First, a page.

Within a year the VA clinic currently at Fort Dodge will relocate to the Summerlon development in northeast Dodge City.
Deciding to move the primary care facility was mostly a matter of acquiring more space for the clinic, said Vicki Bondie, the associate director of the clinic.
"We wanted to make sure we were meeting the needs of our patients," she said. "Fort Dodge is a wonderful place and they do a wonderful job, but we needed more space." Parking, in particular, has been limited. The VA clinic has been at Fort Dodge since the late 1990s.
"We're really excited to be able to provide [patients] with a newer facility, something we can use to cater to their needs and make sure they get the care they need," Bondie said.
Currently the clinic serves 1,300 veterans, but includes 4,400 in its coverage area, she said.
Along with the move the clinic will be expanding its "telemed" program, in which healthcare providers can visit patients' homes and consult with specialists through a wireless data connection, "kind of like Skype," Bondie said, or provide mental health services through a computer.
The clinic will also be expanding its staff to provide home-based primary care and social services. Currently the clinic employs two doctors, two registered nurses, two licensed practical nurses and a medical support assistant.
The investment in the clinic is part of an expansion of VA facilities across the state, Bondie said, and an increase in service to veterans for whom it's difficult to get to a clinic. The Fort Dodge clinic is one of a six associated with the large medical center in Wichita that serve west Kansas.
The move will have little effect on the Kansas Soldiers' Home at Fort Dodge, Interim Superintendent Terry Fritz said. While the VA has been an ideal tenant, having a VA clinic on site is not a primary requirement for the state-owned veterans' village.
The Soldiers' Home provides primary care for its assisted living and independent residents, and transportation for more specialized care. Fritz pointed to the Kansas Veterans' Home in Winfield, the other state-operated veterans' community, as an example.
Finding an occupant at the Summerlon building, now an unfilled shell until the contractor and VA reach a design consensus, was a victory for the growing development and Dodge City, developer Greg Gaskill said.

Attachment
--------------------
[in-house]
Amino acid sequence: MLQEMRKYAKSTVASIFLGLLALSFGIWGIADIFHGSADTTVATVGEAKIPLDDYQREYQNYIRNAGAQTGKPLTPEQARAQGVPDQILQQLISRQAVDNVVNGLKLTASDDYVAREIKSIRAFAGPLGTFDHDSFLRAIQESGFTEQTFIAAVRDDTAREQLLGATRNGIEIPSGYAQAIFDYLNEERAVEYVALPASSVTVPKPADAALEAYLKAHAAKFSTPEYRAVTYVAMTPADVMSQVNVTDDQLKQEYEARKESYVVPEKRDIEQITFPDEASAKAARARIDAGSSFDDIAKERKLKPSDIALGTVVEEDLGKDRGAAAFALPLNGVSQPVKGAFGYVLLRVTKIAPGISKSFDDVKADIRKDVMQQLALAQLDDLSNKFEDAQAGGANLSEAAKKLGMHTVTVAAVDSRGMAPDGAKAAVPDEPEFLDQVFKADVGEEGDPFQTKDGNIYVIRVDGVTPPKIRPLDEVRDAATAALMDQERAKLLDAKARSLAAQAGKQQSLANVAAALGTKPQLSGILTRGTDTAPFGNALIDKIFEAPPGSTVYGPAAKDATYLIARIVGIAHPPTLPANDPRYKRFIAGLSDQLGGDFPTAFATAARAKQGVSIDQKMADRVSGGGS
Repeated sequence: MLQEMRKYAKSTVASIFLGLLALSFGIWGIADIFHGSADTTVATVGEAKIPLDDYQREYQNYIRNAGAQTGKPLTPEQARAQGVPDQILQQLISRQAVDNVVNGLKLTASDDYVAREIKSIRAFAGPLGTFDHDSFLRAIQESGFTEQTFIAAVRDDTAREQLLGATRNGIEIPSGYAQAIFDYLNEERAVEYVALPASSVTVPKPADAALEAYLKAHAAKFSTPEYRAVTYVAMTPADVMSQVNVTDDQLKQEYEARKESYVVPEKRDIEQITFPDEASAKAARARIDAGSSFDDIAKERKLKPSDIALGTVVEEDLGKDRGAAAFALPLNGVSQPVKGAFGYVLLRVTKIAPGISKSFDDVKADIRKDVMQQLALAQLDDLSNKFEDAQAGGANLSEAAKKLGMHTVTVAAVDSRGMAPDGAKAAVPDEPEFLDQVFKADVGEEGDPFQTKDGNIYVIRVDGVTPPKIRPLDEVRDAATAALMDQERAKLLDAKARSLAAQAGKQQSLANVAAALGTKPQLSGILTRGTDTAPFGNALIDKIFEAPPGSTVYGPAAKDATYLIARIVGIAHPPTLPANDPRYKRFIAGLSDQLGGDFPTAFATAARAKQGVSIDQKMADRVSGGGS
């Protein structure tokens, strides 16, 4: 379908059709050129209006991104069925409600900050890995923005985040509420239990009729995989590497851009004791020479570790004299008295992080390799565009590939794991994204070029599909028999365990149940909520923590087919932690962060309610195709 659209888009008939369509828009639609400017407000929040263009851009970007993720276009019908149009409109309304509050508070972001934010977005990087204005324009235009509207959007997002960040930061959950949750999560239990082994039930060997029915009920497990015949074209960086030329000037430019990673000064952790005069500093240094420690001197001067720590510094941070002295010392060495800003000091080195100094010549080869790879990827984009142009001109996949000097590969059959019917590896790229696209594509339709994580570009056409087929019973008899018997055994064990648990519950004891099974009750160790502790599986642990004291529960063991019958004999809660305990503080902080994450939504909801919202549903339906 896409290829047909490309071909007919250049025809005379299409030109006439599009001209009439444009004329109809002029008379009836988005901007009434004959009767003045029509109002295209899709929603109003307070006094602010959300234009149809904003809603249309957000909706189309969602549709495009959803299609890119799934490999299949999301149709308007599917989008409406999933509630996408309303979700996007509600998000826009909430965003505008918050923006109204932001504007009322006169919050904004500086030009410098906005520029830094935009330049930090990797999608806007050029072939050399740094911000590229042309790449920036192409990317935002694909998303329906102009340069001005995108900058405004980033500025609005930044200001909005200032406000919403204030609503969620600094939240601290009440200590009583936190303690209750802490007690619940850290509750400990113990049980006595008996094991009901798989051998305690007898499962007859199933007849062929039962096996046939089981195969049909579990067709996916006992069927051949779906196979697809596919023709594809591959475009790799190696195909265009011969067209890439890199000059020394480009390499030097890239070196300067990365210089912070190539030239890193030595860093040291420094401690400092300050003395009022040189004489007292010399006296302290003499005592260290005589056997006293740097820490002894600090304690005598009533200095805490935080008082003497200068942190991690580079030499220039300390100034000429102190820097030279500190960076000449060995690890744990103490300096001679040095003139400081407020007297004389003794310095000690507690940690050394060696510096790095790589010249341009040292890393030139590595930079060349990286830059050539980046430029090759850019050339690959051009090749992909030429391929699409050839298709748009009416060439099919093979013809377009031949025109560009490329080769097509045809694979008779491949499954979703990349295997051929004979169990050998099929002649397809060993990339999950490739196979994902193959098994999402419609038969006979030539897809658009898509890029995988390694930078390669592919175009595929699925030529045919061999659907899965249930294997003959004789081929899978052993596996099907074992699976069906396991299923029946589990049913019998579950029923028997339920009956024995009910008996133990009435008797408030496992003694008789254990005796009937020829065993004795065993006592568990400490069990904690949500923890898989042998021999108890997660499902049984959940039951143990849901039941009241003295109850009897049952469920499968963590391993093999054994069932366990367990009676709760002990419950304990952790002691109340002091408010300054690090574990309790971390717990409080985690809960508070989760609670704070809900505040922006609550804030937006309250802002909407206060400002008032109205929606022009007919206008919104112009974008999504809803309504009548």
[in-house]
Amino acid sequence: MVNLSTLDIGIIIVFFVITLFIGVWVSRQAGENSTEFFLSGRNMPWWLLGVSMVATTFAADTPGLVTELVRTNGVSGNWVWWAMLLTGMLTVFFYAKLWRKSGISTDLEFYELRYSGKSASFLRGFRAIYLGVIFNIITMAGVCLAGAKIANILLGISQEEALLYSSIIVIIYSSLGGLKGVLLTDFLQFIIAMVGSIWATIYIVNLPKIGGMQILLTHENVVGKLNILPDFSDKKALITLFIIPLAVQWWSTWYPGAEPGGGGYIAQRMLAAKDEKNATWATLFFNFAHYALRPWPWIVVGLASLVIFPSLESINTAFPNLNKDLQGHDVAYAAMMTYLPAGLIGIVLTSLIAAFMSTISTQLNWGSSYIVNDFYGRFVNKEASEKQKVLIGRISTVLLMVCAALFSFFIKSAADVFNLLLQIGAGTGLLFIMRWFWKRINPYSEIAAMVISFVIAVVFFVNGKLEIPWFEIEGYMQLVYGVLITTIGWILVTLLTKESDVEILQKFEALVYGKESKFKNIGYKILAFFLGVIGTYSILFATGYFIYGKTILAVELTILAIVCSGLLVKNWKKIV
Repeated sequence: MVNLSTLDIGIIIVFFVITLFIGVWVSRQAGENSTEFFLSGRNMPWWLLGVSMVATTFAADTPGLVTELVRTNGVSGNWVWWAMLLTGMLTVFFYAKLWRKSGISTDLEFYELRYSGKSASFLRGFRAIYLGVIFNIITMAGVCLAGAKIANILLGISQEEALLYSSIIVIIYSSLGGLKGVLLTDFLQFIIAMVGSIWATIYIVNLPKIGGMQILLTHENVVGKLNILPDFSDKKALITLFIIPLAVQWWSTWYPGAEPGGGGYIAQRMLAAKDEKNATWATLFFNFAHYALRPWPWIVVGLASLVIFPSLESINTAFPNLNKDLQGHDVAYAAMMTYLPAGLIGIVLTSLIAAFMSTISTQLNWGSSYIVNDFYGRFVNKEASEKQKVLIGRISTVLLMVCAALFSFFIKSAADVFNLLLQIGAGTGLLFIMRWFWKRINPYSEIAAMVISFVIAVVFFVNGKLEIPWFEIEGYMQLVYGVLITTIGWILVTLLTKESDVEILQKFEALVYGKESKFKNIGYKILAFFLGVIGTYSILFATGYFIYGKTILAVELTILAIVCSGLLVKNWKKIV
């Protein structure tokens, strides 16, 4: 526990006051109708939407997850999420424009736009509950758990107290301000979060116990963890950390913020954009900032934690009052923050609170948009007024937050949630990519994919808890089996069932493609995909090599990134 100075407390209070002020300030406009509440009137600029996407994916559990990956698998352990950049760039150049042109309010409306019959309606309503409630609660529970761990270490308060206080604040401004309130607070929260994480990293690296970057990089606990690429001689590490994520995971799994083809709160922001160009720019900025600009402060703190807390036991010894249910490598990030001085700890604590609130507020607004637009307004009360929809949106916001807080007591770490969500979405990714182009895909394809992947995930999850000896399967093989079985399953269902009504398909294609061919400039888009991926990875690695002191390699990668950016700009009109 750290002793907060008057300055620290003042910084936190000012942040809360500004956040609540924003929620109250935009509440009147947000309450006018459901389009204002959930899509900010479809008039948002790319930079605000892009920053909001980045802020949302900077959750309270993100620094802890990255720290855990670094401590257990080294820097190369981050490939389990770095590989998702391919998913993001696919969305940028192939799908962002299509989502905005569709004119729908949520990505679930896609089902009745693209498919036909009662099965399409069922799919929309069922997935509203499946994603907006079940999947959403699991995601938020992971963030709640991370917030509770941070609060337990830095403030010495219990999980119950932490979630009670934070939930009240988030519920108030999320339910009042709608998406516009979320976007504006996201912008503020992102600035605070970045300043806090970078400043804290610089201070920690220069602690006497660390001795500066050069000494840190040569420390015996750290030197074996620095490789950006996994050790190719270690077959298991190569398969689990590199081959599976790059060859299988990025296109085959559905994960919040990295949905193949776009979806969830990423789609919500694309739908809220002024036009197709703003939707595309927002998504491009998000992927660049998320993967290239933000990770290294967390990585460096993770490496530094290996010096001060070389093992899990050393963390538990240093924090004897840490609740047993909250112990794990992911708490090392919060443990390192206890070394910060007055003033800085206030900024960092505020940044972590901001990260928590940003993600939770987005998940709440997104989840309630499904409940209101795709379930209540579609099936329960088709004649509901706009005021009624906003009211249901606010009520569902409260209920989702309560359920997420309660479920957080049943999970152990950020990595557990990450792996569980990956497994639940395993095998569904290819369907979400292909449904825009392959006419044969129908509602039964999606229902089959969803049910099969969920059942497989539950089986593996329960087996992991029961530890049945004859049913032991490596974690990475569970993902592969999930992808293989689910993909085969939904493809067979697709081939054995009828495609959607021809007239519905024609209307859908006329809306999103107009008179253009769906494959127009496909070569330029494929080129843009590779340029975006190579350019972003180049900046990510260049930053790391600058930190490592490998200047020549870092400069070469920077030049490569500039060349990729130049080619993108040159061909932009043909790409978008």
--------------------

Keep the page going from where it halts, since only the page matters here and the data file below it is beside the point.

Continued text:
"We are really, really excited, because that's how we [Dodge City] grow," Gaskill said. "For the VA to have faith in us, faith in the area, that's growth."
"It's kind of creating a business and medical center up there" in Summerlon, Gaskill said. "That's what they were attracted to." The Social Security Administration and Western Plains Medical Center have buildings in the same complex, among other healthcare and medical equipment providers.
The design phase could take several months, Gaskill said, but this early into the process there is not an established timeline. Constructing the brick shell, a modern building with an old Dodge City touch (and some panache like the exterior imported tile), was a risk that ultimately paid off.
"You've got to put a shirt on the rack, show some inventory."
Being able to sell what is, rather than what could be on an empty lot, ended up working out for him through the long bidding process, he said.
"They loved the shape and the looks of the building. ... If it works, you look like a genius, but it leaves a lot of time for second thoughts," he joked.
There's an advantage to being able to design the building layout to spec, Bondie said, rather than trying to fit the clinic around an existing blueprint. Once completed, the clinic will contain about 8,000 square feet of floor space.
The Summerlon Circle complex has room for one more building, Gaskill said.
"It's coming along just like we'd hoped."